Going Green is about giving (and it’s not what you think)

You might be surprised by the actual meaning of my post.  Sure, you are giving back to the environment and to the future generations by going green, but what I mean here, is that by switching to all natural products, you are giving up “perfection” as you may have seen it, and accepting a natural alternative.  Now I know I may get slammed for saying that going green isn’t perfection.  But I will give you an example.
Until about a year and a half ago I used Biolage shampoo, Biotherm moisturizers and cleansers, and any pretty smelling, chemical-laden lotion I could get my hands on.  I admit I liked the “bio” part of the title of the first two, even though the only thing natural about these products were maybe a touch of aloe in them.  They worked very well.  They smelled fantastic.  And they were loaded with chemicals I certainly wouldn’t drink, but was naively slathering on my body.  It’s for sale, isn’t it?  It has green leaves on the packaging.  It must be safe.  And the best part:  it worked wonderfully!  So did my detergents, household cleaners, paper towels, plastic kitchenware and more. 

When I started searching for ALL natural products (and lets stick with my shampoo example) I tried a lot of different ones.  Many didn’t seem to work well.  Some left my hair feeling weighted down.  Some didn’t create any lather.  And to my disappointment, none compared to Biolage.  But that didn’t stop me.  I kept looking around and eventually found the one I am using now, by Green Beaver, a Canadian company that prides themselves in using many organic and local ingredients.  This shampoo works the best for my hair.  It doesn’t keep it as “fresh” for as long though.  But it works the best, and I am “giving” a bit by using it.  I am giving up the chemical-laden products that keep my hair smelling like fake flowers longest.  I am choosing instead, a product that is better for me.    And really, that’s what we do with many things unless we consistently indulge ourselves.  That banana doesn’t look as good as those french fries but I know it’s better for me so I will pass on the fries and eat the banana.  That mini van isn’t as sexy as that Ferrari and it doesn’t get me where I want to go nearly as fast, but the minivan works for me, is safer, holds the kids, and is all I can afford.  Our daily lives are about giving a little.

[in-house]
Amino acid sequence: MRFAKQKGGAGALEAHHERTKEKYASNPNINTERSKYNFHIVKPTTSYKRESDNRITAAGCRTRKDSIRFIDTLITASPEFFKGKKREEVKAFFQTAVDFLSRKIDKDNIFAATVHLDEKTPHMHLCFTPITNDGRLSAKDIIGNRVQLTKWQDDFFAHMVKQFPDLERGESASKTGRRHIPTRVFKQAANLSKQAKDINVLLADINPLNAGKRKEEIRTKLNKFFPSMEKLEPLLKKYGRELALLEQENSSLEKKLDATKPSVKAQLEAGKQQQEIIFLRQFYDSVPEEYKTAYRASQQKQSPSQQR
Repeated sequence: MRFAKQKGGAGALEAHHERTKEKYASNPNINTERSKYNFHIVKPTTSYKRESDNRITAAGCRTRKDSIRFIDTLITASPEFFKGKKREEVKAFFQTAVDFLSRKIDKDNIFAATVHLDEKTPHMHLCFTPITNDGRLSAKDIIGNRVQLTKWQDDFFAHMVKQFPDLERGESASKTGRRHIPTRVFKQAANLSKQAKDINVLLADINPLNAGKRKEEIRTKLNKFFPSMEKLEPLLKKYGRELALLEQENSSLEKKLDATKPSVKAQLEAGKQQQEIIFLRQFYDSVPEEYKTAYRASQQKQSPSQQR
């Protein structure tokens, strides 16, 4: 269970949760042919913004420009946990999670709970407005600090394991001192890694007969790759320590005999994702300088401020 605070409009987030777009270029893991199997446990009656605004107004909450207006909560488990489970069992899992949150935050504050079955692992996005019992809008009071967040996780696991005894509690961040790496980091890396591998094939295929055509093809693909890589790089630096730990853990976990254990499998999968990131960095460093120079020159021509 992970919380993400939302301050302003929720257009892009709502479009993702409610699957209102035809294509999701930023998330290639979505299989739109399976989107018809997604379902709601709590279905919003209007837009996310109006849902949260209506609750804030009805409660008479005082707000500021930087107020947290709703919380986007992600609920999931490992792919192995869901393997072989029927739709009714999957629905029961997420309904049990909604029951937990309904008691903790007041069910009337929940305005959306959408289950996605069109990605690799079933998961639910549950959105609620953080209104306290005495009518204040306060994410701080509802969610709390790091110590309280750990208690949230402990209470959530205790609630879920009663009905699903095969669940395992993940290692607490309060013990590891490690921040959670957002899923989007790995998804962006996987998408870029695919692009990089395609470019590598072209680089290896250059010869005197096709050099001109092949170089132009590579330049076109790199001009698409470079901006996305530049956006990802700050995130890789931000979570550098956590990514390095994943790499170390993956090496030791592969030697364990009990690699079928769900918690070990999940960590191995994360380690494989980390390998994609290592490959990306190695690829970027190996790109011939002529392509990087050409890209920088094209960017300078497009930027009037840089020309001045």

I am using corn-based garbage bags because they are completely biodegradable and do so in a short time.  (Sometimes before I get them to the dumpster).  I am giving up the “tougher than tough”, never-leak, easy-tie plastic garbage bag that will be around 100 years from now in the land fill.  I used cloth diapers on my babies because I knew they were better for my babies, the environment and our bank account.  Not because they were easier.  I use cloth napkins and wash them rather than using paper and tossing them.  I grow my own vegetables instead of buying them.  It’s a LOT easier to buy them, believe me.  And so on. 

What I am trying to say is that, when looking for a natural alternative to something you know isn’t healthy, don’t look for something that is going to be equally effective.  It probably won’t be.  There’s a reason these items have been made in the first place.  They WORK.  WELL.  Or they take less time or space.  If natural products worked as well, as cheaply or as quickly no one would ever have invented the synthetic alternatives.  Look for something that pleases you, works well enough for you to be satisfied with, and makes you feel like you are doing something positive towards a safer future for your children.
 

And back to the shampoo… it may not keep my hair as fresh as Biolage did.  But my dry, itchy scalp that has plagued me since I was a teen, is totally gone.  I used to think I had psoriasis and maybe I did.  I used to buy and use tar-based shampoos to help my scalp.  I don’t, any longer.  There are rewards to giving a little and you might not reap the benefits of them until you have completely taken the cross-over step to a more natural alternative.  You might find, also, that when giving up a product you don’t actually even need it, or the others that follow.  Have you ever considered why you wash the oil off your face or hair and then slather it back on again in the form of a moisturizer?   I think you will be pleasantly surprised at what you get in return for what you “give”.  And you might even develop a new sense of “perfection”.  So go ahead!  Give a little!  And in return, get a lot!

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